To be clear, the use of propaganda is limited to attempting to combat dogmatism and not changing views. A recent study suggests that the brute fact of disagreement will lower support for public policies on climate change (Aklin and Urpelainen 2014) which may suggest that if we want to increase support, we should use the appeal to consensus as a rhetorical tactic. Similarly, van der Linden et al. (2015) have found that the perception of a consensus on climate change is more likely to lead changes of belief on the urgency of climate action. However, for a Feyerabendian, the aim is not to convince others of a particular point of view but to make them open to taking alternatives seriously. The goal is to have them be willing to be persuaded, not necessarily to persuade them (Baumtrog 2016). I am not aware of any studies on this particular point.
Some have worried that we must adjust our expectations for the level of maturity we can expect from public forums in a ‘post-truth’ age of politics (Perl et al. 2018). This may make it difficult to expect the mature kinds of discussions Feyerabend envisages. Feyerabend even admits the possibility of this limitation of his view: “There may, of course, come a time when it will be necessary to give reason a temporary advantage and when it will be wise to defend its rules” (Feyerabend 1975a, p. 22). Similarly, one study suggests that pluralism on social media will prevent open exchanges rather than encourage them (Bail et al. 2018).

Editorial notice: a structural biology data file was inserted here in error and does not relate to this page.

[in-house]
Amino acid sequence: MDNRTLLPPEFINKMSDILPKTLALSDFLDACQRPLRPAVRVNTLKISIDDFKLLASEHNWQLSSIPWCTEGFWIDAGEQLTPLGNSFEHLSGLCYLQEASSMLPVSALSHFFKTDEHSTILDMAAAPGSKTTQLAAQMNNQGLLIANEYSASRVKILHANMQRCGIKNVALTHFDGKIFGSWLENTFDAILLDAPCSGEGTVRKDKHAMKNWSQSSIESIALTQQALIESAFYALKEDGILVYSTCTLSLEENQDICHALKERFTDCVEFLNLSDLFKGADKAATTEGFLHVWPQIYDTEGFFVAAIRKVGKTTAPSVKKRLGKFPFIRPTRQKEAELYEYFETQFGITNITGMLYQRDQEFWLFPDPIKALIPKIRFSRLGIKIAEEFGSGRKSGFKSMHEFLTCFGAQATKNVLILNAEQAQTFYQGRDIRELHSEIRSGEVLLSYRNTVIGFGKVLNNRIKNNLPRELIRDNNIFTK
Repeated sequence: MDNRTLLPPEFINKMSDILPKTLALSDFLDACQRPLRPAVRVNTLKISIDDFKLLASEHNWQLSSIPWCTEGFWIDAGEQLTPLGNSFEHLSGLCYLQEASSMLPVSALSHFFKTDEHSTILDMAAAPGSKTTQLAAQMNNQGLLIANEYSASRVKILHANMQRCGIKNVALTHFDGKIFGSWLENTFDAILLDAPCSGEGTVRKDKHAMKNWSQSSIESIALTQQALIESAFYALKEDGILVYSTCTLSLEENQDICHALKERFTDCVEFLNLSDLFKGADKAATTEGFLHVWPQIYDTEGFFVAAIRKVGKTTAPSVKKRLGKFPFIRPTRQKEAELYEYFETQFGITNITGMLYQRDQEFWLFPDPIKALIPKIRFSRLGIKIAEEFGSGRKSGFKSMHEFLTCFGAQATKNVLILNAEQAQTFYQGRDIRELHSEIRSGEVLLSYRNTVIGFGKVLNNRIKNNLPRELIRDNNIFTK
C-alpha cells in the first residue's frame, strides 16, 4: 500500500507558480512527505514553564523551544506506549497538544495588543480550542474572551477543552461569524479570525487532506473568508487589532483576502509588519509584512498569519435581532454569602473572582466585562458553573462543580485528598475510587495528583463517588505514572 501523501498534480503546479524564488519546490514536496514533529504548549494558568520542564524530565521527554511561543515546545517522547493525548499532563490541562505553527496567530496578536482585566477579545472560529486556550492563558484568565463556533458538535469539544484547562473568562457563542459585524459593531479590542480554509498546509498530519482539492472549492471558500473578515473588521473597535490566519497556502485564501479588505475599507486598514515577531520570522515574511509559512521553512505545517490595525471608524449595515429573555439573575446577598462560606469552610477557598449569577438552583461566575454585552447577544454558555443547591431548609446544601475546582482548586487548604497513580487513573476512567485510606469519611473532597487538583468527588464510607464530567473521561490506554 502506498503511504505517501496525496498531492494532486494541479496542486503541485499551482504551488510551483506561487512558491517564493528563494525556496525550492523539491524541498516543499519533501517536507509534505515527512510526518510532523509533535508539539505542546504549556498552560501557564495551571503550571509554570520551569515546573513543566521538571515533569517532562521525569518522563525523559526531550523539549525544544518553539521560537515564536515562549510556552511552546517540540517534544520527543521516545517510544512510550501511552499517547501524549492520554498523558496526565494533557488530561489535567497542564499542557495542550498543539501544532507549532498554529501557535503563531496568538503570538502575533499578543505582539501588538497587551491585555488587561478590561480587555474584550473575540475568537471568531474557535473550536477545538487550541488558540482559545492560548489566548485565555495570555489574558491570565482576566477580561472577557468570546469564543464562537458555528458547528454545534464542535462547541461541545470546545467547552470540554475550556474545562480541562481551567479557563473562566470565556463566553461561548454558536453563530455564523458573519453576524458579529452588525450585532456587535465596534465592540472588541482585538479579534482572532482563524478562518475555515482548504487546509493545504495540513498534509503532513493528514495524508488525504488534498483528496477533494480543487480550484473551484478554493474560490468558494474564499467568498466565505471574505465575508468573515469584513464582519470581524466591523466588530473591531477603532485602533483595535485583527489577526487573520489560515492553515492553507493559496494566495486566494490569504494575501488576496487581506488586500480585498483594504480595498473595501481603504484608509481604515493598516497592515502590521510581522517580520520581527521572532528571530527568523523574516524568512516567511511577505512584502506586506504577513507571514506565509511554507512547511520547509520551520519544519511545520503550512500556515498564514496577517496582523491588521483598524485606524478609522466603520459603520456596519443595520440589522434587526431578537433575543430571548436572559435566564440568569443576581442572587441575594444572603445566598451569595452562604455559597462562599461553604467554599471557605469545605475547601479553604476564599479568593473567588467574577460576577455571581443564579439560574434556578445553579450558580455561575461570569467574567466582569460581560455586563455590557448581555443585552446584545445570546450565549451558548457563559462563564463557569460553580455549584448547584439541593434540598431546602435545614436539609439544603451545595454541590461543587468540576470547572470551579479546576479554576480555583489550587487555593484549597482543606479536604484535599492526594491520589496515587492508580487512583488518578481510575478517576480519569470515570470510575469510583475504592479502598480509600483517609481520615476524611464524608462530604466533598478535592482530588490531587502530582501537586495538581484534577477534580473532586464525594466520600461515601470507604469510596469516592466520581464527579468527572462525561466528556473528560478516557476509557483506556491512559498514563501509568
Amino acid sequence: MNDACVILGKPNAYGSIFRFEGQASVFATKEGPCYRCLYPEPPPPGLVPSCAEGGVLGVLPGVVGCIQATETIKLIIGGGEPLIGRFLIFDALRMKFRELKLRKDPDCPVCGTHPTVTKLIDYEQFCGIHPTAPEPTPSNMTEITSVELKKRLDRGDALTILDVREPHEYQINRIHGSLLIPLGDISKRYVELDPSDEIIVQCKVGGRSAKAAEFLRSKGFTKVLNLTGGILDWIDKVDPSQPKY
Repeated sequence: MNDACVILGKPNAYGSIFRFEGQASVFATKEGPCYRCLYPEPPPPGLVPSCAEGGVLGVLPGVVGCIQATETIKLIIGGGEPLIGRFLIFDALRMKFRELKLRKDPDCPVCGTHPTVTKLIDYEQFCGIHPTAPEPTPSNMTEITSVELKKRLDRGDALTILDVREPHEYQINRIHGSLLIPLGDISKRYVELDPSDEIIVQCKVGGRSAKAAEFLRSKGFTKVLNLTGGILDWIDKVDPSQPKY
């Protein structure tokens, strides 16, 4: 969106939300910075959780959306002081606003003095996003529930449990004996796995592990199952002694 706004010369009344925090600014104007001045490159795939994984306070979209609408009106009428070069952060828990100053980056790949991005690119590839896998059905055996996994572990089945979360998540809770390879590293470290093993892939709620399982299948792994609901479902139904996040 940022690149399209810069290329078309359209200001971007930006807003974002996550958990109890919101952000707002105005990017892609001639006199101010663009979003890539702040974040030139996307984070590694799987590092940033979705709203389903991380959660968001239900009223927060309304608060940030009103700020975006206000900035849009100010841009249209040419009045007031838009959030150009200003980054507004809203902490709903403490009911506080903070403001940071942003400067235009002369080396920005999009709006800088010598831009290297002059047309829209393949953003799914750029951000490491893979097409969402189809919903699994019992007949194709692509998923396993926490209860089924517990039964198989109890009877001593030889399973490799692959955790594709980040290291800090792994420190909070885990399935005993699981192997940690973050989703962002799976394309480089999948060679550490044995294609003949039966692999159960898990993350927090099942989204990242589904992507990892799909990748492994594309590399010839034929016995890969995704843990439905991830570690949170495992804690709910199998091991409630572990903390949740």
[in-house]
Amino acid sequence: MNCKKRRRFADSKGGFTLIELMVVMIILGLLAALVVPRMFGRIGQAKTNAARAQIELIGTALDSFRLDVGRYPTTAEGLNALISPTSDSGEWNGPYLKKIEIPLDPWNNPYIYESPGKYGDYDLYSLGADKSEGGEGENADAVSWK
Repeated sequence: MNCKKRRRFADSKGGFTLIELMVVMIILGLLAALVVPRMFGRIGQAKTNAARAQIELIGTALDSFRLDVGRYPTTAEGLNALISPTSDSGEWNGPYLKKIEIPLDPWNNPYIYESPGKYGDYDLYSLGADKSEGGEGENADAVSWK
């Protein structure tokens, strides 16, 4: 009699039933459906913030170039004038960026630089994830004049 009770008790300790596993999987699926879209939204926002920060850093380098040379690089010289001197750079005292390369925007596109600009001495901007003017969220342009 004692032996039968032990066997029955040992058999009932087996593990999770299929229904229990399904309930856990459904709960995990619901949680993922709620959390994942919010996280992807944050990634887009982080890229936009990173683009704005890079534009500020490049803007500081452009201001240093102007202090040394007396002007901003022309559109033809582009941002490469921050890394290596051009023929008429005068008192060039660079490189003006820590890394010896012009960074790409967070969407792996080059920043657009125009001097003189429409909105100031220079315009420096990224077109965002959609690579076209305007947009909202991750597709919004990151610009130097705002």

See Goldenberg (2016) for the argument that the inclusion of those who are ‘vaccine hesitant’, whom some call ‘anti-vaxxers’, will lead to greater social cohesion by increased transparency and trust between the medical community and some members of the public. Exclusion, on this view, does more harm than good: “it also insulates scientific institutions from much needed reflexive scrutiny of their practices… which is ultimately self-defeating, as public trust is damaged” (554).
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I greatly appreciate the thoughtful feedback from Kareem Khalifa, Matt Brown, and two anonymous reviewers as well as the stimulating conversations with Sergio Sismondo which greatly challenged and clarified my own thoughts on these issues. Funding was provided by Social Sciences and Humanities Research Council of Canada (Grant No. 756-2019-0800).
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Shaw, J. Feyerabend and manufactured disagreement: reflections on expertise, consensus, and science policy. Synthese (2020). https://doi.org/10.1007/s11229-020-02538-x